Old Norwegian


Old Norwegian
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Old Norse

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Old Norwegian refers to a group of Old Norse dialects spoken and written in Norway in the Middle Ages. They bridged the dialect continuum from Old East Norse to Old West Norse.

Contents

Old Norwegian vs Common Norse

One of the most important early differences between Old Norwegian and Old Icelandic is that h in the consonant combinations hl-, hn- and hr- was lost in the former around the 11th century, but not in the latter. Thus, one has e.g. Old Icelandic hlíð 'slope', hníga 'curtsey' and hringr 'ring' vs Old Norwegian líð, níga and ringr, respectively.

Old Norwegian had an alternative dual 1st person pronoun, mit, to the Common Norse vit.[1]

Development into Middle Norwegian

The plagues that decimated Europe in the Middle Ages came to Norway in 1349 (Black Plague), killing over 60% of the population.[2] This is probably part of the cause why the process of language development accelerated around this time.[citation needed] The language in Norway after 1350 up to about 1550 is generally referred to as Middle Norwegian. The language went through several changes. Grammar was simplified, including the removal of the cases system and personal inflexion of verbs. A vowel reduction also took place, in some dialects, including in parts of Norway, reducing many of the last vowels in a word to a common "e".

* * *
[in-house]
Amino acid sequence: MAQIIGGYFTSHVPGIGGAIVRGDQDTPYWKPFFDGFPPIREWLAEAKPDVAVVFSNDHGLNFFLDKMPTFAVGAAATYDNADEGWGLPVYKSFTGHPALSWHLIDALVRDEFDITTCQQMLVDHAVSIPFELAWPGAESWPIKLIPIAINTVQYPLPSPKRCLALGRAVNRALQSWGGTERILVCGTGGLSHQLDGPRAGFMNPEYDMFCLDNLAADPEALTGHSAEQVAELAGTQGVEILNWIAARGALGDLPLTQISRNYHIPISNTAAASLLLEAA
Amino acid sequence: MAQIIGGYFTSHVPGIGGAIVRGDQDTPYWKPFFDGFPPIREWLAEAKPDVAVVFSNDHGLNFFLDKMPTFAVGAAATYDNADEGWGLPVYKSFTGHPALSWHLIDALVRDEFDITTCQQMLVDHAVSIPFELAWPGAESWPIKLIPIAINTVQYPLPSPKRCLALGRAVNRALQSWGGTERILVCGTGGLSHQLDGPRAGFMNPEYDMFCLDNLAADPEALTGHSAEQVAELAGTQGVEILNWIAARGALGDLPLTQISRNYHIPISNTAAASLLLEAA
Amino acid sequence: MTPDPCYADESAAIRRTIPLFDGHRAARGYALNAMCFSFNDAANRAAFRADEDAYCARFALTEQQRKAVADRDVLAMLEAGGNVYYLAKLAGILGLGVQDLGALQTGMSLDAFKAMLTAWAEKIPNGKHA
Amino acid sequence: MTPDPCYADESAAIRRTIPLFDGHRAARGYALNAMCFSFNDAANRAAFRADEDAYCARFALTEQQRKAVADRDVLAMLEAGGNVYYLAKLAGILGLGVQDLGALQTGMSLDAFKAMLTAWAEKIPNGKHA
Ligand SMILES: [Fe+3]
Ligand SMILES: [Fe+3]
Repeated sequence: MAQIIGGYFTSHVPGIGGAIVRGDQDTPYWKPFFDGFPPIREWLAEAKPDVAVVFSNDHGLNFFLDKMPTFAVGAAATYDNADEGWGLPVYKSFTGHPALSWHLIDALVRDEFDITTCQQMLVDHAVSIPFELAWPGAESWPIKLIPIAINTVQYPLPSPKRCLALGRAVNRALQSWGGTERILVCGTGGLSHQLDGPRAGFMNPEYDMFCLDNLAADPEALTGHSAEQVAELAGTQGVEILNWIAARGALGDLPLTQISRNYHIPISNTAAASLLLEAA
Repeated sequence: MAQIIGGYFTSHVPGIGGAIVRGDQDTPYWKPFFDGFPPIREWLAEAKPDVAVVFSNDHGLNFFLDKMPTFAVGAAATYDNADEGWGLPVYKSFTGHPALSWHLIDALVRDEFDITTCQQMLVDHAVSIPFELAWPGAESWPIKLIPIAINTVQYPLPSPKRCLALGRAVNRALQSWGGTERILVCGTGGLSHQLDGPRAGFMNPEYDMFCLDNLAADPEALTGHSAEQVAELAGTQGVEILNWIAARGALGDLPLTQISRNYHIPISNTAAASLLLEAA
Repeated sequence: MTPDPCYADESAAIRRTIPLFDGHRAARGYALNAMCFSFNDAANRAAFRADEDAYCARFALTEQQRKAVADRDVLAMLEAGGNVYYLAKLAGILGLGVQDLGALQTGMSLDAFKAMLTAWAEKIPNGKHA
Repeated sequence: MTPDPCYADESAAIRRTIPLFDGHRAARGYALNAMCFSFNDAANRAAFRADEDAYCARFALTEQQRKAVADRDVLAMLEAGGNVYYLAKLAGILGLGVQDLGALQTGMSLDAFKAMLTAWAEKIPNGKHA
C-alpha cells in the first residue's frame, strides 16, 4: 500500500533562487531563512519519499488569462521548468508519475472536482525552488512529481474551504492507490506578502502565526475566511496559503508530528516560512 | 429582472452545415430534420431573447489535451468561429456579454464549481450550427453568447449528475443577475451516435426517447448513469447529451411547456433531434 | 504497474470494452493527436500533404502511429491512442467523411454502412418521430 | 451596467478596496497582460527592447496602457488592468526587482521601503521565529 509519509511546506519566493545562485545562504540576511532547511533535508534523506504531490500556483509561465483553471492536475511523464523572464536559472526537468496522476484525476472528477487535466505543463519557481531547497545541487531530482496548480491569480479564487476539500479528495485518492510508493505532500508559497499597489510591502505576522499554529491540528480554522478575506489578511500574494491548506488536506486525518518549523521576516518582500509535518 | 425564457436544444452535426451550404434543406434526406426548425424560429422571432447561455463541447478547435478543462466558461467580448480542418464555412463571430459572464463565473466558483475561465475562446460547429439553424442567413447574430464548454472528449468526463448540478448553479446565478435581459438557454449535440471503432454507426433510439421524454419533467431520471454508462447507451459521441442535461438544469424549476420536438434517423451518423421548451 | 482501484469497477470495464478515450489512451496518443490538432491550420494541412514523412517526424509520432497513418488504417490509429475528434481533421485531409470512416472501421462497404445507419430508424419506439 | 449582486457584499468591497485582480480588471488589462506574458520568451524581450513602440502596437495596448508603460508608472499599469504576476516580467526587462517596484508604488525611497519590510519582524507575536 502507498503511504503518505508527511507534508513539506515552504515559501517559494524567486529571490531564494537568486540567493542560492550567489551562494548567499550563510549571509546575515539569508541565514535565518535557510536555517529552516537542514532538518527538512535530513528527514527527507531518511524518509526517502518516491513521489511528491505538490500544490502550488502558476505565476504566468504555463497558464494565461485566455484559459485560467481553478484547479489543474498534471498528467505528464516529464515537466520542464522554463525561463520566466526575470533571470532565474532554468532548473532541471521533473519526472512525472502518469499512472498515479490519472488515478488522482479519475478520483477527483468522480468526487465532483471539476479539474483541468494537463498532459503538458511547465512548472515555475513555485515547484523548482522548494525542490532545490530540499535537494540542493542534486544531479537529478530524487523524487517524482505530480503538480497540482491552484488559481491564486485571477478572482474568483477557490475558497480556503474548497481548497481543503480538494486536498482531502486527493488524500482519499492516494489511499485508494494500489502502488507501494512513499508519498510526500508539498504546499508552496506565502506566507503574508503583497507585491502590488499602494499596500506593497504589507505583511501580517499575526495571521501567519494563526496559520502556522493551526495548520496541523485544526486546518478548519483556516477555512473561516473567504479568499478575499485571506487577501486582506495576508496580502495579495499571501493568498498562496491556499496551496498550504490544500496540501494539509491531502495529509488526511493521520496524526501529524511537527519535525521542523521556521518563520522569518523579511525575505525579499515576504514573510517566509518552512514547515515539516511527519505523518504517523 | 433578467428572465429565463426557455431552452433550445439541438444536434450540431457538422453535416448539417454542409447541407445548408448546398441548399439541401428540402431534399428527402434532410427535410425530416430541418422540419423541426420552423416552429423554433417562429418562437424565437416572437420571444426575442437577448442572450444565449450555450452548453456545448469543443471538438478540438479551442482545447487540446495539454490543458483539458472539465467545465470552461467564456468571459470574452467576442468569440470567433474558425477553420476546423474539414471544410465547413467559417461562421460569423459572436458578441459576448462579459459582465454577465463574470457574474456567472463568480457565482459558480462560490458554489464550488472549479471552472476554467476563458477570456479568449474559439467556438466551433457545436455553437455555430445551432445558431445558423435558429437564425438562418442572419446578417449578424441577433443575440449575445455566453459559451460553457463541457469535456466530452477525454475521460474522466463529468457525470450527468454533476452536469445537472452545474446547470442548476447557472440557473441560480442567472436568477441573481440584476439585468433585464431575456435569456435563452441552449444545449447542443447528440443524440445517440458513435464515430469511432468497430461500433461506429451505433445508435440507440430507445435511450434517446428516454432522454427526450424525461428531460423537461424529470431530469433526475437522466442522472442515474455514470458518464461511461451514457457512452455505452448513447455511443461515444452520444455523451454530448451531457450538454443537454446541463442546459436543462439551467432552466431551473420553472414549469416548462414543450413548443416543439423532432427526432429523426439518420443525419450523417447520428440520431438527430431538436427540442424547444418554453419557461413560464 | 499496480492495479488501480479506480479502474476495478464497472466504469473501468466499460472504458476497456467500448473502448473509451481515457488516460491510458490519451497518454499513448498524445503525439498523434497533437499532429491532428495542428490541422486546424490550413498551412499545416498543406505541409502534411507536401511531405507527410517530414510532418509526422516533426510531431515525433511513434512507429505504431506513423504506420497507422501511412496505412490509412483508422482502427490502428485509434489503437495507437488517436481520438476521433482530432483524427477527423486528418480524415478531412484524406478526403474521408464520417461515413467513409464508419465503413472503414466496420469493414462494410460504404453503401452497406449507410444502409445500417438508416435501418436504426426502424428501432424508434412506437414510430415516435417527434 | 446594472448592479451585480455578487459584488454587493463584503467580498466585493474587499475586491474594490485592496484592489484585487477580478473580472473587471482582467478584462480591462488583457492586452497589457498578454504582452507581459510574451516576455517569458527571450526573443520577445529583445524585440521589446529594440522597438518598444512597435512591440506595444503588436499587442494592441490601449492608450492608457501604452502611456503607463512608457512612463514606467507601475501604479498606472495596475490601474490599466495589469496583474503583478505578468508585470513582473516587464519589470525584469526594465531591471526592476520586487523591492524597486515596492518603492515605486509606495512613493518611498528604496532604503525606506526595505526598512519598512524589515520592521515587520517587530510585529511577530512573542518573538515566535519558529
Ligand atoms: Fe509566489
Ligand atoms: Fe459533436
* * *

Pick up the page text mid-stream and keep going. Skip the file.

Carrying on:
The phonemic repertoire also underwent changes. The dental fricatives, represented by the letters þ and ð disappeared from the Norwegian language generally merging with their equivalent plosive sounds, represented by t and d respectively.

See also

External links

References

  1. ^ Richard Cleasby, Guðbrandur Vigfússon — An Icelandic-English Dictionary (1874). Eirligr-Ekkill
  2. ^ Harald Aastorp (2004-08-01). "Svartedauden enda verre enn antatt". Forskning.no. http://www.forskning.no/Artikler/2004/juli/1090833676.68. Retrieved 2009-01-03. 

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